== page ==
Korean People's Association in Manchuria

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Korean People’s Association in Manchuria

재만한족총연합회 / 在滿韓族總聯合會
1929–1931
StatusHistorical unrecognised state
CapitalMudanjiang (de facto)
Common languagesKorean
Historical eraInterwar period
• Established
1929
• Disestablished
1931
Preceded by
Succeeded by
Republic of China (1912–1949)
Republic of China (1912–1949)
Korean People’s Association in Manchuria
Korean Anarchist Federation 1928.jpg
Founding members of the KPAM in 1928
Hangul
재만한족총연합회
Hanja
在滿韓族總聯合會
Revised RomanizationJaeman Hanjok Chongyeonhaphoe
McCune–ReischauerChaeman Hanjok Ch'ongyŏnhaphoe
Korean Anarchist Federation in Manchuria
Hangul
재만조선무정부주의자연맹
Hanja
在滿朝鮮無政府主義者聯盟
Revised RomanizationJaeman Joseon Mujeongbujuuija Yeonmaeng
McCune–ReischauerChaeman Chosŏn Mujŏngbujuŭija Yŏnmaeng
Shinmin Prefecture
Hangul
신민부
Hanja
新民府
Revised RomanizationSinminbu
McCune–ReischauerSinminbu

Korean People's Association in Manchuria (KPAM, 1929–1931)[1] was an autonomous anarchist zone in Manchuria near the Korean borderlands,[1] populated by two million Korean migrants.[2] It was also known as Shinmin Prefecture[1] or Korean Anarchist Federation in Manchuria.

The society was constructed upon principles of stateless communism, for it operated within the framework of a gift economy based upon mutual aid.

History[edit]

The KPAM formed in 1929[1] as a result of close collaboration between the Korean Anarchist Federation in Manchuria and the Korean Anarcho-Communist Federation, a project aiming to create an independent self-governing cooperative system against Japanese imperialism.[3]

The KPAM was part of the "autonomous village movement"[4] where anarchists and others, instead of focusing on some distant revolution or nationalist development plan, focused on meeting the material needs of the people and each other.[5] This was part of a coming together of nationalist and anarchist people as well as Korean peasants in partial response to hostilities from Imperial Japan and Communist Chinese forces. Though initially separate the two main affinities came together in a form of organization called "no rule" where social organization was based on individual liberty and mutual aid.[5]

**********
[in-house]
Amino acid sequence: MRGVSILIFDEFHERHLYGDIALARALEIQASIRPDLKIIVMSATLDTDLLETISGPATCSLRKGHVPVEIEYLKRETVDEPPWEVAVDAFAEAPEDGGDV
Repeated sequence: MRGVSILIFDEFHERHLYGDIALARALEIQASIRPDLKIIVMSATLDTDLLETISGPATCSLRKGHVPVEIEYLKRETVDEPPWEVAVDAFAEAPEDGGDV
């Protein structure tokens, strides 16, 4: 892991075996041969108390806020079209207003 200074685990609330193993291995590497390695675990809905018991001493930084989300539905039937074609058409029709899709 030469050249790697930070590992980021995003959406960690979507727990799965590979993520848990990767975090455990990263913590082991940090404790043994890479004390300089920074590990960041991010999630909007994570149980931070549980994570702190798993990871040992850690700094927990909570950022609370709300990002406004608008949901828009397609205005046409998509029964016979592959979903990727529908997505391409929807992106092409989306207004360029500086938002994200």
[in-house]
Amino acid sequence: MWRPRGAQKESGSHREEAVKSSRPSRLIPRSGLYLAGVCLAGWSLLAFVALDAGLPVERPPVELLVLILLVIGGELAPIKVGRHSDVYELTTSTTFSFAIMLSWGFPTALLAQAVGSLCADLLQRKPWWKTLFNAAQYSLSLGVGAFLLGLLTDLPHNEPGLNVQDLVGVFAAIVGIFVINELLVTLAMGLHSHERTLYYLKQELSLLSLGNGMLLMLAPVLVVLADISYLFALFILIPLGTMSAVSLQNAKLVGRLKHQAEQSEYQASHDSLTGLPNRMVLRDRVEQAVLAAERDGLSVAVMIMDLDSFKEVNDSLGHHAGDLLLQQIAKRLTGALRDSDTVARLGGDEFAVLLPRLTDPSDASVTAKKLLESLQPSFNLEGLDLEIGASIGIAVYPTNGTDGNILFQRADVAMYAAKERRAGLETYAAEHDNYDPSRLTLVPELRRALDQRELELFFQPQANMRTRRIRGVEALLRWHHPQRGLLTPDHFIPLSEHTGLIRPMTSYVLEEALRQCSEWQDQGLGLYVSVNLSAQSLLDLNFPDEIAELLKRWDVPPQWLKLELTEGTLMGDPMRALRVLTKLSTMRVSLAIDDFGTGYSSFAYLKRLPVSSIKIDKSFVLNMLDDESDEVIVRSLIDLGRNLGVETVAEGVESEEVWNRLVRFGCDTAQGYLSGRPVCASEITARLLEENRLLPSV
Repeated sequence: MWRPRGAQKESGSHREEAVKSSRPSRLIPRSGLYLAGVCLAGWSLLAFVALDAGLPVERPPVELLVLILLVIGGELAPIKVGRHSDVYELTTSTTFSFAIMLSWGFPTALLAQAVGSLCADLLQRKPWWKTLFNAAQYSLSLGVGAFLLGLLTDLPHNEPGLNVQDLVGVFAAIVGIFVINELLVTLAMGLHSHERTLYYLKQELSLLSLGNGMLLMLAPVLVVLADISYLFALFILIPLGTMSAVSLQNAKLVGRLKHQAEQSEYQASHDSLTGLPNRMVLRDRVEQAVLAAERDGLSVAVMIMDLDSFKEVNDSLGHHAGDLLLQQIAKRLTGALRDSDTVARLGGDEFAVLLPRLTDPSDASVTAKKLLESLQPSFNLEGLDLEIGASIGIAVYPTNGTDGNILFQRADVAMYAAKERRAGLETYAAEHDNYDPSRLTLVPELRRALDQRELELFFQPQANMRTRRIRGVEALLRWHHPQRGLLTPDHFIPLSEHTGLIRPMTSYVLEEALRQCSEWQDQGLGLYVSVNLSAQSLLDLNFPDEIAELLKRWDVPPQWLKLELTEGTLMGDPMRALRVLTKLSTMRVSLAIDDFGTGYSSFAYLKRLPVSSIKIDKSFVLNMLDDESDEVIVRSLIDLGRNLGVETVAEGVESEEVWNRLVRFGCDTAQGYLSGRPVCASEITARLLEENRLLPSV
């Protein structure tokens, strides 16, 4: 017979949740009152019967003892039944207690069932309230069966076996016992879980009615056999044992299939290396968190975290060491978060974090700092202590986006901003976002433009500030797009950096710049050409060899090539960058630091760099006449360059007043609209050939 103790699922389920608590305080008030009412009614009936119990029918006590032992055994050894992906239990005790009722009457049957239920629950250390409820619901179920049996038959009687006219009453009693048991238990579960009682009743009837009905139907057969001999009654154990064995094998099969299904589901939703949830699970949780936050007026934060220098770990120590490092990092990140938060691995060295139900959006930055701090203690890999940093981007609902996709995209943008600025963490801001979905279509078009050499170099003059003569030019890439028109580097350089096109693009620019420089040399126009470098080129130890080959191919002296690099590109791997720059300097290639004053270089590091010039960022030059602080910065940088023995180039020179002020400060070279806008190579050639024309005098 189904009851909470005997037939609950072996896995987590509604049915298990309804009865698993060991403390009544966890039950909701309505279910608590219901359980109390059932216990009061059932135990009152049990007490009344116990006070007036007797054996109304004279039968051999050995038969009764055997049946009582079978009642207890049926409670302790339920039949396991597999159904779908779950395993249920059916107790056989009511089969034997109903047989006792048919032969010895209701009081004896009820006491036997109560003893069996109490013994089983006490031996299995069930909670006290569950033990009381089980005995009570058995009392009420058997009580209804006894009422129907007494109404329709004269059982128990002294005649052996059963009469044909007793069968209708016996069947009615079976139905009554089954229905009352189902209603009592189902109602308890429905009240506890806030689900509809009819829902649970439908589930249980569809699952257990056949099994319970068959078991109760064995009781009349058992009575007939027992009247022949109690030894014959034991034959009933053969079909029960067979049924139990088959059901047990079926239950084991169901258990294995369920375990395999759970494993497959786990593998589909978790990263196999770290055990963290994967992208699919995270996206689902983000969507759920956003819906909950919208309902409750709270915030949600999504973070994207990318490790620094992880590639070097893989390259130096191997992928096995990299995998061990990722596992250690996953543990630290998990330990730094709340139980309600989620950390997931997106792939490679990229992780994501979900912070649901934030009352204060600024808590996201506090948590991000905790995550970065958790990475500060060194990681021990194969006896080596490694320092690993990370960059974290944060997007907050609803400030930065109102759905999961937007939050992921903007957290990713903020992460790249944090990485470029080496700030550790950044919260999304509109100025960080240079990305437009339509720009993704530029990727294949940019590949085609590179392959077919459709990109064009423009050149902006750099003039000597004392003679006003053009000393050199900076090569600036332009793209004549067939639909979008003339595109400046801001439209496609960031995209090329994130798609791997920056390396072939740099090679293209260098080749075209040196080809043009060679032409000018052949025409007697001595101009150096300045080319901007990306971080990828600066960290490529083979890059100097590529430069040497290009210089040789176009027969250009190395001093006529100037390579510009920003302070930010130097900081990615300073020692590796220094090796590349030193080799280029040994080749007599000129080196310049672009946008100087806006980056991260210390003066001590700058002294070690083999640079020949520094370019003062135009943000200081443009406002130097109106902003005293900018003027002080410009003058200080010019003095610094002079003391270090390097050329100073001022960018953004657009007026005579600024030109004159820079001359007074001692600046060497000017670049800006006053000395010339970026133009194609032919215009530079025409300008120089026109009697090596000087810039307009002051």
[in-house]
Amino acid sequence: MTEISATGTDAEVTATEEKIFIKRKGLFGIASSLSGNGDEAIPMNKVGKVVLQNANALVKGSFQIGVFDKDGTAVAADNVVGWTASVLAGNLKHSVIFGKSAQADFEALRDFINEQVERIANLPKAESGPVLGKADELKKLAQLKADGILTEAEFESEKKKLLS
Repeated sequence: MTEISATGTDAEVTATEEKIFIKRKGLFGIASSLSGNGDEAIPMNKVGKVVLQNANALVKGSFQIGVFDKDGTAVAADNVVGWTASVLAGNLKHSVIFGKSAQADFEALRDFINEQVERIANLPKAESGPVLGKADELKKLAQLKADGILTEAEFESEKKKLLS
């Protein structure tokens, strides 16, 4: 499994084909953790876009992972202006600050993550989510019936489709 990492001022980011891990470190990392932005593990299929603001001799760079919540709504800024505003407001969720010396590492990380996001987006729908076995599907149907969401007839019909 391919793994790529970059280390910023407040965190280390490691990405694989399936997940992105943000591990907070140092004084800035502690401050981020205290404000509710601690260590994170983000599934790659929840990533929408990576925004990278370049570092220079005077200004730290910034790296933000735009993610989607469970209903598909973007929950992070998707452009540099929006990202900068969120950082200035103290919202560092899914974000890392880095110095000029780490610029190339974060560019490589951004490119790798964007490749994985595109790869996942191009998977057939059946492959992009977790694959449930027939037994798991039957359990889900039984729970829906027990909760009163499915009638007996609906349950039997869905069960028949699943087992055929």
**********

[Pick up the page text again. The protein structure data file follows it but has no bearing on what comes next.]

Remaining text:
After the assassinations of Kim Chwa-chin and prominent anarchist Kim Jon-jim, the former said to have been killed by an Imperial agent and the latter by a Communist one, the anarchist movement in Manchukuo and Korea became subject to massive repression.[5][6] Japan sent armies to attack KPAM from the south, while their former allies, the Chinese Soviet Republic, attacked from the north. By the summer of 1931, KPAM's most prominent anarchists were dead, and the war on two fronts was becoming untenable. Many anarchists soon went underground, and KPAM ceased to exist as a distinct political entity. The KAF-M and KACF continued to fight in China alongside the Chinese communists against Japanese Imperialism until 1945.[1]

Government[edit]

Decision-making within the KPAM territories was based on the anarchist ideals of participatory democracy with the society being dominated by village assemblies and various council systems to create a grassroots society.[7]

Economy[edit]

The KPAM drew heavily from the economic theories of libertarian socialism and established mutual banks, worker cooperatives and democratic schools throughout their territories. Decentralised regional councils were also created to deal with agriculture, finance, industry and social services.[1] The KPAM operated without currency, private property, and any kind of class structure. Thus, the territory functioned as an scentary for anarcho-communist groups throughout Manchuria.

Military[edit]

The army was composed mainly of experienced military officers, former soldiers and peasant guerillas who were trained at local guerilla schools.[1]

References[edit]

  1. ^ a b c d e f g "Cartography of Revolutionary Anarchism". Anarchy in Action. Retrieved 2 March 2017.
  2. ^ MacSimoin, Alan. "A Talk by Alan MacSimoin to the Workers' Solidarity Movement, Dublin Branch in September 1991". Anarchy Archives. Retrieved 2 March 2017.
  3. ^ Steven. "1894-1931: Anarchism in Korea". libcom.org. Retrieved 2 March 2017.
  4. ^ "Korean Anarchists Under Martial Law".
  5. ^ a b c Dongyoun, Hwang (2016). Anarchism in Korea: independence, transnationalism, and the question of national development, 1919-1984. Albany. ISBN 9781438461670. OCLC 959978940.
  6. ^ Ha Ki-rak (1986). History of the Korean anarchist movement (PDF). Seoul: Anarchist Publishing Committee. p. 25.
  7. ^ Gelderloos, Peter. Anarchy Works.